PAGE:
PHONICS-TALK: The Dorbooks Newsletter, Volume 71

PHONICS-TALK: The Dorbooks Newsletter
Volume 71 – November 2015
by Dolores G. Hiskes


This newsletter illustrates how reading was taught fifty years ago, how it is taught today, and shares some summary thoughts. Enjoy!



(As excerpted from Solomon or Salami? by Helen R. Lowe, The Atlantic Monthly, November 1959.)

“Reading is more than a skill. It is an illuminating, enlarging and quickening experience, to which the majority of our high school and many of our college graduates are strangers. They read of their own volition hardly at all, often little beyond the newspapers, a few magazines, and an occasional best seller.

Moreover, of those who reach high school level, we are told that only 15 to 20 percent are capable of a rigorous secondary school or college preparatory program, based on tests and cumulative school records.

To learn something of the causes, character, and consequences of what has happened to the teaching of reading let us go straight to the evidence—to the students themselves—and we shall see that many of them do not know how to read.

The misreadings which follow were recorded just as they fell from the lips of students of excellent and superior abilities. These are errors made by tenth, eleventh, and twelfth-grade students, taken at random from approximately a hundred thousand similar misreadings from the first grade to the college level:

Solomon salami
delicacy delinquency
groceryman clergyman
hurricane hammer
God knows good news
inert inherent
imbecility implicitly

Misreadings of this kind can not be detected by standardized group tests. These are students who passed standardized reading tests and College Entrance Board Aptitude Tests.

In addition to these spectacular distortions students make errors of omission, interpolations, paraphrases, conjectures, and complete improvisations so that paragraph after paragraph reaches their minds garbled, blurred, altered, and ungrammatical.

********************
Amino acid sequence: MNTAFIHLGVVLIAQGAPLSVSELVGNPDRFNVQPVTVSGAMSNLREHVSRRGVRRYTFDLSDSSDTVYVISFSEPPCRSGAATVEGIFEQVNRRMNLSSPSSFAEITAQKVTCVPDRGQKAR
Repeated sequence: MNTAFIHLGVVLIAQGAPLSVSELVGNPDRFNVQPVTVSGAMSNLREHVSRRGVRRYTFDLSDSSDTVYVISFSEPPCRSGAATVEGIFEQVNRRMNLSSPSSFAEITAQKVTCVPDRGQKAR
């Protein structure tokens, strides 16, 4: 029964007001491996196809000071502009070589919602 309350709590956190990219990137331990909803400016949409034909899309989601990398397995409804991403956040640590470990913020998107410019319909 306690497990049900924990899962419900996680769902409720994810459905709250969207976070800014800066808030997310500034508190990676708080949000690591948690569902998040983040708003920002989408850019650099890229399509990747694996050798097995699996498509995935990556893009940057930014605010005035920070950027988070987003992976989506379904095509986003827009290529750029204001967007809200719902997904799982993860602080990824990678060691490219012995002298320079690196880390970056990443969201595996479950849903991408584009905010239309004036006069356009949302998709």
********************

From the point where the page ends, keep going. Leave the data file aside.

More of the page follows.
What children know as reading is a difficult, tedious, confusing, time-consuming exercise in visual recall, association, invention, prediction, and substitution. This uncoordinated exertion mutilates or obliterates the meaning of the writer. Imposed upon students is a perverse and illogical concept of a word as a visual symbol of meaning instead of as a symbol of the sound which conveys the meaning.

Their reading vocabularies are very limited in range, to reading only words they know and guessing at new words through context clues. They are confined within the boundaries of their current vocabularies and thoughts, interpreting things only from within their own shallow perspectives. The so-called reading of the disabled readers is largely meaningless, narrow, and without interest.

Consider the effect of this kind of reading not merely upon the comprehension of content, but upon the capacity of think critically about anything at all. There is clear and abundant evidence that this dislocation of word and meaning carries over to other areas of learning.

In the field of mathematics, for example, students are handicapped not only by their inability to read problems but by the very habits of mind which induced their reading disability. They surmise where they should calculate, and predict where they should reason.

These students have no conception of reading as an experience that carries them beyond themselves, of opening doors that never close again.

How can we teach anything to students who read lazy as snowing, remember as rabbit, and lieutenant as lunatic?”

(See the original complete 1959 Solomon or Salami? article at



“When our challenged son was 14 we had him tested at Scottish Rite Hospital because I thought he must have learning disabilities. I homeschooled him and he struggled so much. Scottish Rite told us David’s IQ was 66 and it was impossible for him to read at the level he did. So, how come he could read? Answer: I taught him straight phonics with Phonics Pathways, and I didn’t know he was mentally challenged, so I expected him to perform normally.”